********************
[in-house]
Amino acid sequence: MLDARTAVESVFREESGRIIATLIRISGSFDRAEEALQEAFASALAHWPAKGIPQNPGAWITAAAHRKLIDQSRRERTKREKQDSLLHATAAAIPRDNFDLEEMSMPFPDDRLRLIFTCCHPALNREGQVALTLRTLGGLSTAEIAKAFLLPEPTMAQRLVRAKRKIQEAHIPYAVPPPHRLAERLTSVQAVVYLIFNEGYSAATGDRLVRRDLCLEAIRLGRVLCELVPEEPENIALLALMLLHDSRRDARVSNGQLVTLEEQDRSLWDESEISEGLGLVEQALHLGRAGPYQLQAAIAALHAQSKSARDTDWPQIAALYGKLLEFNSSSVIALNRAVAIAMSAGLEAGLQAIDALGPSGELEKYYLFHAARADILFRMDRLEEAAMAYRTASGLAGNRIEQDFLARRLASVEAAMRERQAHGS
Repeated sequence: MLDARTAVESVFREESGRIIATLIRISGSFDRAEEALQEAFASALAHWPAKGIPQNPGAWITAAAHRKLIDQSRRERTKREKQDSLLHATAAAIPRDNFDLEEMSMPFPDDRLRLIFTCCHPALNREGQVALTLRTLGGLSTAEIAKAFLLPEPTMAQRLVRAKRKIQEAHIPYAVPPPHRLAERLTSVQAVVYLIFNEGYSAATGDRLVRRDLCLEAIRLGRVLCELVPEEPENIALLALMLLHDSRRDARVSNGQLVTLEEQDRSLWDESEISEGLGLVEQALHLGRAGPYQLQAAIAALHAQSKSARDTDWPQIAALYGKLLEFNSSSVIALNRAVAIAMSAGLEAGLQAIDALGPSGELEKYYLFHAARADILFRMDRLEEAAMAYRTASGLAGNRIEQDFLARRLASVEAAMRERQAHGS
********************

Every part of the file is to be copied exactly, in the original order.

[in-house]
Amino acid sequence: MLDARTAVESVFREESGRIIATLIRISGSFDRAEEALQEAFASALAHWPAKGIPQNPGAWITAAAHRKLIDQSRRERTKREKQDSLLHATAAAIPRDNFDLEEMSMPFPDDRLRLIFTCCHPALNREGQVALTLRTLGGLSTAEIAKAFLLPEPTMAQRLVRAKRKIQEAHIPYAVPPPHRLAERLTSVQAVVYLIFNEGYSAATGDRLVRRDLCLEAIRLGRVLCELVPEEPENIALLALMLLHDSRRDARVSNGQLVTLEEQDRSLWDESEISEGLGLVEQALHLGRAGPYQLQAAIAALHAQSKSARDTDWPQIAALYGKLLEFNSSSVIALNRAVAIAMSAGLEAGLQAIDALGPSGELEKYYLFHAARADILFRMDRLEEAAMAYRTASGLAGNRIEQDFLARRLASVEAAMRERQAHGS
Repeated sequence: MLDARTAVESVFREESGRIIATLIRISGSFDRAEEALQEAFASALAHWPAKGIPQNPGAWITAAAHRKLIDQSRRERTKREKQDSLLHATAAAIPRDNFDLEEMSMPFPDDRLRLIFTCCHPALNREGQVALTLRTLGGLSTAEIAKAFLLPEPTMAQRLVRAKRKIQEAHIPYAVPPPHRLAERLTSVQAVVYLIFNEGYSAATGDRLVRRDLCLEAIRLGRVLCELVPEEPENIALLALMLLHDSRRDARVSNGQLVTLEEQDRSLWDESEISEGLGLVEQALHLGRAGPYQLQAAIAALHAQSKSARDTDWPQIAALYGKLLEFNSSSVIALNRAVAIAMSAGLEAGLQAIDALGPSGELEKYYLFHAARADILFRMDRLEEAAMAYRTASGLAGNRIEQDFLARRLASVEAAMRERQAHGS